Ripping the book apart

I can’t get over the separation that’s come between me and my first draft of Climbing Yggdrasil. I was just rereading a chapter, vaguely remembering what it was like to pound it out on the keyboard, and spotting little things that annoyed me about the text. Places where I was vague instead of expansive. Opportunities to do more, mostly.

As I read aloud to my husband, certain patterns emerge, things that seem a touch repetitive that I have to question. Then when I go back and reread it silently, I take notes and decide on what reinforces instead of repeats, what patterns are acceptable. In this latest chapter, our pilot’s parents reiterate a few times that they are happy the crew of theĀ Sylphid takes care of their boy. This seems normal for a couple of farming folk whose son goes gallivanting across the solar system for years at a time between visits. (I also counted each instance and didn’t get past three, so that doesn’t seem excessive to me.)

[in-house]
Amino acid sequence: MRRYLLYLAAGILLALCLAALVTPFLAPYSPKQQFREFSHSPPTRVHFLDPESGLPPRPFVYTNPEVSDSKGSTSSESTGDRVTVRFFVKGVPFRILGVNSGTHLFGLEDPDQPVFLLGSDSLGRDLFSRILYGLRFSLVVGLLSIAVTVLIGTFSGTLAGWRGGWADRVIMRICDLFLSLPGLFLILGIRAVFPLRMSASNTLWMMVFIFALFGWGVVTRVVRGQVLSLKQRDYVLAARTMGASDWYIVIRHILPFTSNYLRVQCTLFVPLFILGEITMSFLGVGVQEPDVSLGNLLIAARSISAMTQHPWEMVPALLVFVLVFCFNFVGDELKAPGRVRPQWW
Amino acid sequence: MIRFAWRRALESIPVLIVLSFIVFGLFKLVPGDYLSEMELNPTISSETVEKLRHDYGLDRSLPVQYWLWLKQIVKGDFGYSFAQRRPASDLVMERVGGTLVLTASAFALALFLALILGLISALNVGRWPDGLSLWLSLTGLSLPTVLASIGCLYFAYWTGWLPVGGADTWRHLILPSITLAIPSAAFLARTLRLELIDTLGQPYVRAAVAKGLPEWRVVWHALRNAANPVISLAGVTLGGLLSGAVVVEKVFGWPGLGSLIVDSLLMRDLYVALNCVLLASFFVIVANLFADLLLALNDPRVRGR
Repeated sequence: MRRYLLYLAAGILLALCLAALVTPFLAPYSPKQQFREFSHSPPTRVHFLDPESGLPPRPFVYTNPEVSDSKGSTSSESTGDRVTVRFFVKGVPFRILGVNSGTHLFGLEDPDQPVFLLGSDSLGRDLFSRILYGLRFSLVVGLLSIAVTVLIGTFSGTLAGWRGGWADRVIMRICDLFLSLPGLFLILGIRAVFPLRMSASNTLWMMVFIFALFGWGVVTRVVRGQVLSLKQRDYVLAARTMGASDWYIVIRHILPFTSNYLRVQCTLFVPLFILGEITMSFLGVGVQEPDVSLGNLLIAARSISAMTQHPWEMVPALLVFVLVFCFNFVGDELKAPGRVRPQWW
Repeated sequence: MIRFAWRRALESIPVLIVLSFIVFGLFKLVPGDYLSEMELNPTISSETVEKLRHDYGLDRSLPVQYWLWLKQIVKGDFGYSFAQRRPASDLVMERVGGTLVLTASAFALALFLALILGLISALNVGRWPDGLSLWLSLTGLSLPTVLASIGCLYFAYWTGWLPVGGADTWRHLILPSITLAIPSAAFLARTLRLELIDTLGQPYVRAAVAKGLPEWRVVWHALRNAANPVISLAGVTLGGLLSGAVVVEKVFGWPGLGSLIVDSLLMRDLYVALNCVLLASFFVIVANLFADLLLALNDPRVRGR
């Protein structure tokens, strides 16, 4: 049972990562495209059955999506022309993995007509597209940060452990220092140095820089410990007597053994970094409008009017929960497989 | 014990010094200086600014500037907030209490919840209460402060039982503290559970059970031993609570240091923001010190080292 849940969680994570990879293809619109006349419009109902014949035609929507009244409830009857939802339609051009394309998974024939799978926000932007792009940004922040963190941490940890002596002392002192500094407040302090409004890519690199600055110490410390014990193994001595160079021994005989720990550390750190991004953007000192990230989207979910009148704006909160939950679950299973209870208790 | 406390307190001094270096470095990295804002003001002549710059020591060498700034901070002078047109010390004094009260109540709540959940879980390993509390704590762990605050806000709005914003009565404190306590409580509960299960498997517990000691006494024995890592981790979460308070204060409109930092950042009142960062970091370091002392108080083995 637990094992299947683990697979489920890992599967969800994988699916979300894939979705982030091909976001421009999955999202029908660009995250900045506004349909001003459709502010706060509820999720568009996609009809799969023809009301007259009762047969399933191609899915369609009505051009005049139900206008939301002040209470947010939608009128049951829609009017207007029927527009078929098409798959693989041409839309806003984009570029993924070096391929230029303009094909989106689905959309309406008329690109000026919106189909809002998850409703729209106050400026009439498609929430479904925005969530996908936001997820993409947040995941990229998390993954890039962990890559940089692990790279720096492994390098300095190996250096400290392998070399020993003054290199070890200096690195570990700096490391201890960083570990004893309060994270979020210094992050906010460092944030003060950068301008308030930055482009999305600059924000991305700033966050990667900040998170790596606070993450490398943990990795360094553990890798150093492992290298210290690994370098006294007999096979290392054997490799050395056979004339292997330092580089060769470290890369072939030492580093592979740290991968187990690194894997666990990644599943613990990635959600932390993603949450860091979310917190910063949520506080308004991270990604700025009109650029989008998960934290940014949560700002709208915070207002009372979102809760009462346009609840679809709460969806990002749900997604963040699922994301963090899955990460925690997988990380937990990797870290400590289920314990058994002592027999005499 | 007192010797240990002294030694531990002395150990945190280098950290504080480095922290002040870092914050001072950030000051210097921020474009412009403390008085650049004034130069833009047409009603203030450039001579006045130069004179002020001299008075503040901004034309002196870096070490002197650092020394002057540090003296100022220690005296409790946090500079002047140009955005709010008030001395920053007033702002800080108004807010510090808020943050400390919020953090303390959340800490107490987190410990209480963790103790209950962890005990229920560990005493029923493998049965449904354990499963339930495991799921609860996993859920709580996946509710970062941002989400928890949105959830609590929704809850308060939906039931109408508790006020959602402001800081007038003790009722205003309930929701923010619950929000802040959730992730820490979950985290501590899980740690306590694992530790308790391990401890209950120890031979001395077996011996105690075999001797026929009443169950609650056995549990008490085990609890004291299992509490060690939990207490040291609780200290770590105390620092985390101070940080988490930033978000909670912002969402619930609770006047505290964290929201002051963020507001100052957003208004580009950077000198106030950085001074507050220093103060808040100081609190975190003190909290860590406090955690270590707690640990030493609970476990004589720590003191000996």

“Just as long as you keep my boy out of trouble,” Manda murmured.

Yet I am still a little stunned by the effect time has on writing. It’s still mine, but I feel no reluctance to tear it apart and twist it painfully into something better. I am better able to see it as a reader who demands satisfaction rather than the sensitive writer who is protective of his baby.

And it’s kind of fun to rip things apart. I’m curious to see how I’ll take criticism from my beta readers. It shouldn’t be hard, my husband has already brought up things I hadn’t thought of in the vein of, “The way you wrote it is good, but wouldn’t it make more senseĀ this way?”